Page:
Ireland[edit]

He made his League of Ireland debut for Cork City on 3 September 1989, the opening day of the 1989–90 season, against Drogheda United.[12] Signed as a centre forward, Bannon went back to centre half because of Cork's injury problems, and he was playing in that position when he scored his first league goal, against Dundalk at Oriel Park on 5 November 1989.[13] Former Cork player and manager Dave Barry included Bannon as a defender in his all-time Cork City eleven, selected in 2004.[14]

Bannon played in Cork's first ever European game, against Torpedo Moscow in the 1989–90 European Cup Winners' Cup. Despite suffering from a virus, he played as the lone striker, and had Cork's only two chances – one header over the bar, one saved – as they lost 5–0 in Moscow.[15] Bannon also played twice against Bayern Munich in the 1991–92 UEFA Cup. Overall, he made four appearances for Cork in Europe.[9]

Bannon scored the only goal of the semi-final, against St Patrick's Athletic, to put Cork through to the 1992 FAI Cup Final.[3] They lost 1–0 to Bohemians.[16] In his last game for Cork, he scored the winning goal to win the 1992–93 League of Ireland Premier Division title at the RDS Arena.[17]

He finished his playing career with Cobh Ramblers,[9] and then assisted Mick Conroy with the running of a youth academy in Cork. Successful graduates include Ireland internationals Colin Healy, Damien Delaney and Liam Miller.[18]

After spending 17 years working for the FAI, he died on 15 February 2016.[19]

Honours[edit]

Bristol Rovers
Cork City

References[edit]

  1. ^ a b c "Paul Bannon". Post War English & Scottish Football League A–Z Player's Database. Neil Brown. Retrieved 16 September 2013.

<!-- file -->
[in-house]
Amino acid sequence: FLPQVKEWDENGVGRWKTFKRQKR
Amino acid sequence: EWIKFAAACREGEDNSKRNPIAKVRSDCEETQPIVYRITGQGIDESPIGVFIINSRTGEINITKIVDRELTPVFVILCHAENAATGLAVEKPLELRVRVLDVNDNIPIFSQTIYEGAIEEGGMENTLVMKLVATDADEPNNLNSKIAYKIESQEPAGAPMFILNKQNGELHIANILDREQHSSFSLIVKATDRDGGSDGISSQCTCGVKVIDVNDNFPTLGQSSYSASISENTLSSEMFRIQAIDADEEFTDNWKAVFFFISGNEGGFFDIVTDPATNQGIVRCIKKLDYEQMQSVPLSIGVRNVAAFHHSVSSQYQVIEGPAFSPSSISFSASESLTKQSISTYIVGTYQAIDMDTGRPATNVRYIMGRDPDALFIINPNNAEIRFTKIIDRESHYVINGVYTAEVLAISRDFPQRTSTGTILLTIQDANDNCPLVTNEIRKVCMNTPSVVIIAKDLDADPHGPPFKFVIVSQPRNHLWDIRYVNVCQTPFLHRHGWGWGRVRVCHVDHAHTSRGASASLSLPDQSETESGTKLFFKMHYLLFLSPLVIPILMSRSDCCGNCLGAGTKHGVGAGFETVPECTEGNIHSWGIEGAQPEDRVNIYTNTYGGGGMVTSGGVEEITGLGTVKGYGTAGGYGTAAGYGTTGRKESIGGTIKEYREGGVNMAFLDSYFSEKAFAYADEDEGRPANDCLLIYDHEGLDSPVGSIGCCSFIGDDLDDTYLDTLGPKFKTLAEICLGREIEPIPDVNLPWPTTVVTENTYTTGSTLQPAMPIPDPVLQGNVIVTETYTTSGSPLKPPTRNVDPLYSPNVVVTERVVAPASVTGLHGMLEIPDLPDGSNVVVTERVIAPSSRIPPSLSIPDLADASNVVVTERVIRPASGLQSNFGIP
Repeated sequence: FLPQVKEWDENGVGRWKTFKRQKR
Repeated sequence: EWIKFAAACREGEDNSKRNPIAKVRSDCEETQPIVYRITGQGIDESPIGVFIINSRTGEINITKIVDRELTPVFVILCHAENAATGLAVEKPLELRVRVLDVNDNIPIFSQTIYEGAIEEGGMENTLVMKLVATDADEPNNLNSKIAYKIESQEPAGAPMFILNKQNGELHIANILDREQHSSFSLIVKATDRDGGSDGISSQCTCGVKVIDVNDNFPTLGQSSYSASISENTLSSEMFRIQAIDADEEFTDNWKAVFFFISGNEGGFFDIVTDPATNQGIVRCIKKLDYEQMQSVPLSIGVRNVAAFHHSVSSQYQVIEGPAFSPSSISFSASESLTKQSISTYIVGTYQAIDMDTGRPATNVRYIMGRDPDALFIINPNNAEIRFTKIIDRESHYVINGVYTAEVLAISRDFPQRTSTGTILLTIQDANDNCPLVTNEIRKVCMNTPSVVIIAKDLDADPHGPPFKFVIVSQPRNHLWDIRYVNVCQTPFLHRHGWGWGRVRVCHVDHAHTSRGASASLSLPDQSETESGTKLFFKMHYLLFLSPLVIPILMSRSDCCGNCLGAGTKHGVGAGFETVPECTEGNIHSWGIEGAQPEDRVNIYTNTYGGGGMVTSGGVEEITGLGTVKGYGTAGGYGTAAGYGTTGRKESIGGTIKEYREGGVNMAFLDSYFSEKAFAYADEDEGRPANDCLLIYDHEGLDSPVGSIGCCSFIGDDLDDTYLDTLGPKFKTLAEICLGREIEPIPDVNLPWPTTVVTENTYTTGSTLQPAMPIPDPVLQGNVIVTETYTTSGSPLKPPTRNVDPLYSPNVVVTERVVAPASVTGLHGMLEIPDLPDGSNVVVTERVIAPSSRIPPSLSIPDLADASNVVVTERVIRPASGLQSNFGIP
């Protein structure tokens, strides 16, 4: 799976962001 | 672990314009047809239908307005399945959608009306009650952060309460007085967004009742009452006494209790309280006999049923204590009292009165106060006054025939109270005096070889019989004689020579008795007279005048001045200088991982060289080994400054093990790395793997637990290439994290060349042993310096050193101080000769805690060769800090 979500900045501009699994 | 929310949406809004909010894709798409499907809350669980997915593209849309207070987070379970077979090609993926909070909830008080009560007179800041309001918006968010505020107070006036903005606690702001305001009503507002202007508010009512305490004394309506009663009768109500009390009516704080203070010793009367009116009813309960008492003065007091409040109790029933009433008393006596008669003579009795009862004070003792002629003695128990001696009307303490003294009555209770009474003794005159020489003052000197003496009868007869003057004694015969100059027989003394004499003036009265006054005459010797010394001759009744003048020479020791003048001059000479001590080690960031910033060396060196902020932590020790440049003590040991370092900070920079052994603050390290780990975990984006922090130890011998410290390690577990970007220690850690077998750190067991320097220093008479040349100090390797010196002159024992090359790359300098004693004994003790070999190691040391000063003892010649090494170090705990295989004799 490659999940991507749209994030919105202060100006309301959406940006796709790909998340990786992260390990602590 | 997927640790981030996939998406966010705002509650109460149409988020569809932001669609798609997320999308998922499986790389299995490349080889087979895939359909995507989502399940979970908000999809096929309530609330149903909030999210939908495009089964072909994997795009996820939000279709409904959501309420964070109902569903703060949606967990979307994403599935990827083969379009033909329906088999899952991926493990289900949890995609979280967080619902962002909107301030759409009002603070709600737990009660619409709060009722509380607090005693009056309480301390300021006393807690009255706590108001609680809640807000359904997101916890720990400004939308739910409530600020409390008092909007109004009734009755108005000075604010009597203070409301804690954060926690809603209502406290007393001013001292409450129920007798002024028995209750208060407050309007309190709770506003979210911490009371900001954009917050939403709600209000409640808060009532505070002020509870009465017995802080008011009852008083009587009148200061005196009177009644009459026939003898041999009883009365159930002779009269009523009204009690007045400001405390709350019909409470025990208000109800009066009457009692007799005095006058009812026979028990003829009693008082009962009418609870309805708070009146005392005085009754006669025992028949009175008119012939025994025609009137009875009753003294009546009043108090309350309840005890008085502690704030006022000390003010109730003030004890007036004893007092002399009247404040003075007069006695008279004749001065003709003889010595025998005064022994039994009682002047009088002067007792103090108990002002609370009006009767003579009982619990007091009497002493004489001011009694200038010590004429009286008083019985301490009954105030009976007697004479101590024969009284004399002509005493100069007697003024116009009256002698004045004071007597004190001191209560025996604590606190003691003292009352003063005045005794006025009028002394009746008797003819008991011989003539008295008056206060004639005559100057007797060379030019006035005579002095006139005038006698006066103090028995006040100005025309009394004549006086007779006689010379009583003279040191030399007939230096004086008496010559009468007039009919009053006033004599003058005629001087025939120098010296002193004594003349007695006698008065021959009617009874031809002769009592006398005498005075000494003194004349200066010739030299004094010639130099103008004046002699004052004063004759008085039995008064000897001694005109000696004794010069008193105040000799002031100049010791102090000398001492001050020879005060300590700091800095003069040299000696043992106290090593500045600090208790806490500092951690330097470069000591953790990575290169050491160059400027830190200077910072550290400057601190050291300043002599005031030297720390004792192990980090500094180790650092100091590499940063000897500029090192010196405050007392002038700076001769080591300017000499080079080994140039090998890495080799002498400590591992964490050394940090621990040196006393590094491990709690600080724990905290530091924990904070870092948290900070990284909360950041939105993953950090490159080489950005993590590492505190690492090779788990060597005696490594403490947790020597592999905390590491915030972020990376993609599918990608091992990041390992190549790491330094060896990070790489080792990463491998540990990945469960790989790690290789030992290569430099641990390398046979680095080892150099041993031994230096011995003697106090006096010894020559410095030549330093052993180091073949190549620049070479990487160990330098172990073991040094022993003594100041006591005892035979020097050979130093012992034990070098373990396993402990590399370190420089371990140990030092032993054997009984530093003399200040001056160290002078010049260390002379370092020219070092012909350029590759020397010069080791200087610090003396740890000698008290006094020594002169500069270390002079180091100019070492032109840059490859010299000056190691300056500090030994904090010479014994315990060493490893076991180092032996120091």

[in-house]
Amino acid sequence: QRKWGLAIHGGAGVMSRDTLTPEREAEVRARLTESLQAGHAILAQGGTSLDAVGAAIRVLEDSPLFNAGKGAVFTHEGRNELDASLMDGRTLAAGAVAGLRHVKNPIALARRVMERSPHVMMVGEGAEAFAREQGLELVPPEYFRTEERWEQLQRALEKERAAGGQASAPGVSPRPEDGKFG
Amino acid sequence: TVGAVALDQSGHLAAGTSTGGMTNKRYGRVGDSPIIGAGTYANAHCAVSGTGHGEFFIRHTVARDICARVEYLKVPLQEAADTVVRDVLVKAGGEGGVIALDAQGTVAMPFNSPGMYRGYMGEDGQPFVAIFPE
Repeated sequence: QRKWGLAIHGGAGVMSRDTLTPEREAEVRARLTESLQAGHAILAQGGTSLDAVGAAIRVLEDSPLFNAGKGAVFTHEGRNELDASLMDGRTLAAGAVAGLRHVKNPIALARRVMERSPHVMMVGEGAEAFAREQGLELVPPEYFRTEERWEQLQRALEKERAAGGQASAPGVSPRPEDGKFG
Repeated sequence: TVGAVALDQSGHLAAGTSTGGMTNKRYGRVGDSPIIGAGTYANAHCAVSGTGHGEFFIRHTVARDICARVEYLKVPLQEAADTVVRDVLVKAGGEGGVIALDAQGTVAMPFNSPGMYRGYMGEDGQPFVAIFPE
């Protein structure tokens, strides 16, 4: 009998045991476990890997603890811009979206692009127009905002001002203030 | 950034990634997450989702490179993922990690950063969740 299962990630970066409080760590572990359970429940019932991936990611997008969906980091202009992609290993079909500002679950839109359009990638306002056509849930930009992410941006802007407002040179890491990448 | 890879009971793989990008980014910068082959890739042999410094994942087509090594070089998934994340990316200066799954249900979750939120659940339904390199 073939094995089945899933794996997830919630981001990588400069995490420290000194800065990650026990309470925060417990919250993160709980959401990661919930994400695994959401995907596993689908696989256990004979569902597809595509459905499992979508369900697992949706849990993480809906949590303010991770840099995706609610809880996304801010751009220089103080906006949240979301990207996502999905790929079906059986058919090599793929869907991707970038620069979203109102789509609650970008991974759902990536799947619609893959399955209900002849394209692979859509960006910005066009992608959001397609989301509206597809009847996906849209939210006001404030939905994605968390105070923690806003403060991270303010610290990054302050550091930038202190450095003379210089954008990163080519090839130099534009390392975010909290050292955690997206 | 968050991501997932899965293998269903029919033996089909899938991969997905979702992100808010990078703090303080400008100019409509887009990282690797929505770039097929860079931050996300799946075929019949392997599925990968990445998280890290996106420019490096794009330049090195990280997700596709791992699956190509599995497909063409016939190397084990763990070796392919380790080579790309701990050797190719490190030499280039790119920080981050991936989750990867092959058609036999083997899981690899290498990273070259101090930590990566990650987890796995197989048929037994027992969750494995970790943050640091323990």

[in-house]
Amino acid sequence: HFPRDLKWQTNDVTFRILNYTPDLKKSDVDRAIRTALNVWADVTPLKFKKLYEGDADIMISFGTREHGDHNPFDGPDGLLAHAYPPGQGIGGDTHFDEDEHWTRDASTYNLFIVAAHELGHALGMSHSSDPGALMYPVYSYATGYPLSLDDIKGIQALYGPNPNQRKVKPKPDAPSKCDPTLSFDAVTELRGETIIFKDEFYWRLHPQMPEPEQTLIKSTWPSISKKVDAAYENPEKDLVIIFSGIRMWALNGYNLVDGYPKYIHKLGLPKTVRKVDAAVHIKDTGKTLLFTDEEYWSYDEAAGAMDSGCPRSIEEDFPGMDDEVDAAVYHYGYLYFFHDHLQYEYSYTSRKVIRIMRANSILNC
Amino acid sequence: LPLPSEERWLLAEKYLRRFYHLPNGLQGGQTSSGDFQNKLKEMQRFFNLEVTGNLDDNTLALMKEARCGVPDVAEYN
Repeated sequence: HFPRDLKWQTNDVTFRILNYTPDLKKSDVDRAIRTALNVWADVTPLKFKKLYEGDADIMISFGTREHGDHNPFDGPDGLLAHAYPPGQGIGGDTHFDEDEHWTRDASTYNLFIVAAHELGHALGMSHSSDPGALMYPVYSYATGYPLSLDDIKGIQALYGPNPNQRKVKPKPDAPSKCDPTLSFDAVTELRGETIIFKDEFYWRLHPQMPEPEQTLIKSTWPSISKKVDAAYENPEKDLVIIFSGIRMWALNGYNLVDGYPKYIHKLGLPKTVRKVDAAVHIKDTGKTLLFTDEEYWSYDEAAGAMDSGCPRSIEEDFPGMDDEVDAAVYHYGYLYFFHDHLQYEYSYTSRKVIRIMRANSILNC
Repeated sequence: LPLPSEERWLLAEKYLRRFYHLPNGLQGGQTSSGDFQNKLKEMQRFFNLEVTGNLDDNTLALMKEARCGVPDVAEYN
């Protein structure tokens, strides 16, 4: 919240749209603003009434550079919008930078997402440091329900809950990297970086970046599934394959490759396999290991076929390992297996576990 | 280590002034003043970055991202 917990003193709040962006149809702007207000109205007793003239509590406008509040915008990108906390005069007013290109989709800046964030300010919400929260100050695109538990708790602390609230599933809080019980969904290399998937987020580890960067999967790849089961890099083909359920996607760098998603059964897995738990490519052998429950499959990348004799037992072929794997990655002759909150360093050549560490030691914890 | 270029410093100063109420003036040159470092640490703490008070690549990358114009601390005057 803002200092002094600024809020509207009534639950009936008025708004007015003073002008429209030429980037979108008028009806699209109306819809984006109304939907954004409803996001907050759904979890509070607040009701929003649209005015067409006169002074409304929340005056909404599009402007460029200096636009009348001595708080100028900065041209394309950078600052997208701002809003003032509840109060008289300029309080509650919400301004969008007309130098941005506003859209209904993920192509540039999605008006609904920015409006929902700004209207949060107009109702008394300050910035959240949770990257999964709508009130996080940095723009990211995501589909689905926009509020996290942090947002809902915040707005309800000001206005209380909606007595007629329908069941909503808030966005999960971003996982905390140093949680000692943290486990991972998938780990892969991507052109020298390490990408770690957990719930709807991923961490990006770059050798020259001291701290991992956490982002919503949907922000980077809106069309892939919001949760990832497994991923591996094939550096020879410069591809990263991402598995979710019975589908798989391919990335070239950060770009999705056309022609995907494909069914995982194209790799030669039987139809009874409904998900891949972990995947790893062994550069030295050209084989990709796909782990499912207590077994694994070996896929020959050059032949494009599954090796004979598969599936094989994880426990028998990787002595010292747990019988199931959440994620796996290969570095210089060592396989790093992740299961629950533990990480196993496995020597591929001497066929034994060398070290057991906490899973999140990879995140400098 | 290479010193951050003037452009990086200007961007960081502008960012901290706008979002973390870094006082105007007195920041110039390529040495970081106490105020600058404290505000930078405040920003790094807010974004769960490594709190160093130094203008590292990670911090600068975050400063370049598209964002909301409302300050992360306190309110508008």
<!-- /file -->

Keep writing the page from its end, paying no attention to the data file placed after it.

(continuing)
2. ^ "All-Ireland Senior Winning Teams". premierview.ie. Retrieved 16 September 2013. 
  3. ^ a b Byrne, Peter (20 April 1992). "Bannon puts Cork City into final". Irish Times. p. 14. 
  4. ^ a b c "RIP Paul Bannon". Corby Town F.C. 23 February 2016. Retrieved 7 June 2016. 
  5. ^ a b c d e "Paul Anthony Bannon". Bristol Rovers F.C. 17 February 2016. Retrieved 7 June 2016. 
  6. ^ "Tributes to former Carlisle United striker". News & Star. 16 February 2016. Retrieved 7 June 2016. 
  7. ^ "Paul Bannon". Greens on Screen. Retrieved 1 December 2012. 
  8. ^ "Profile" (in Dutch). Voetbal International. [dead link]
  9. ^ a b c d "Paul Bannon". worldfootball.net. Retrieved 16 September 2013. 
  10. ^ Mastrogiannopoulos, Alexander (19 June 2003). "Greece 1987/88". Rec.Sport.Soccer Statistics Foundation (RSSSF). Retrieved 16 September 2013. 
  11. ^ Mastrogiannopoulos, Alexander (21 June 2003). "Greece 1988/89". Rec.Sport.Soccer Statistics Foundation (RSSSF). Retrieved 16 September 2013. 
  12. ^ "Drogheda hold weak Cork". Irish Times. 4 September 1989. p. 20. 
  13. ^ Jones, Derek (6 November 1989). "Dundalk unable to match Cork". Irish Times. p. 2. 
  14. ^ "Stats your lot... best ever.. Cork City". Daily Mirror (Eire edition). 9 April 2004. Retrieved 16 September 2013. 
  15. ^ O'Clery, Conor (14 September 1989). "Technically superior Russians scuttle Cork's Moscow hopes". Irish Times. p. 2. 
  16. ^ Canny, Julian (25 July 2013). "Ireland – List of Cup Finals". Rec.Sport.Soccer Statistics Foundation (RSSSF). Retrieved 16 September 2013. 
  17. ^ a b Spillane, Noel (23 May 2013). "Long title wait for City ended in most dramatic fashion back in 1993". Evening Echo. Cork. Retrieved 16 September 2013. 
  18. ^ O'Riordan, Neil (20 March 2001). "Mick's shooting stars". The Sun (Eire edition). Retrieved 16 September 2013. 
  19. ^ "FAI pays tribute to the late Paul Bannon". RTÉ Sport. 16 February 2016. 

Sources[edit]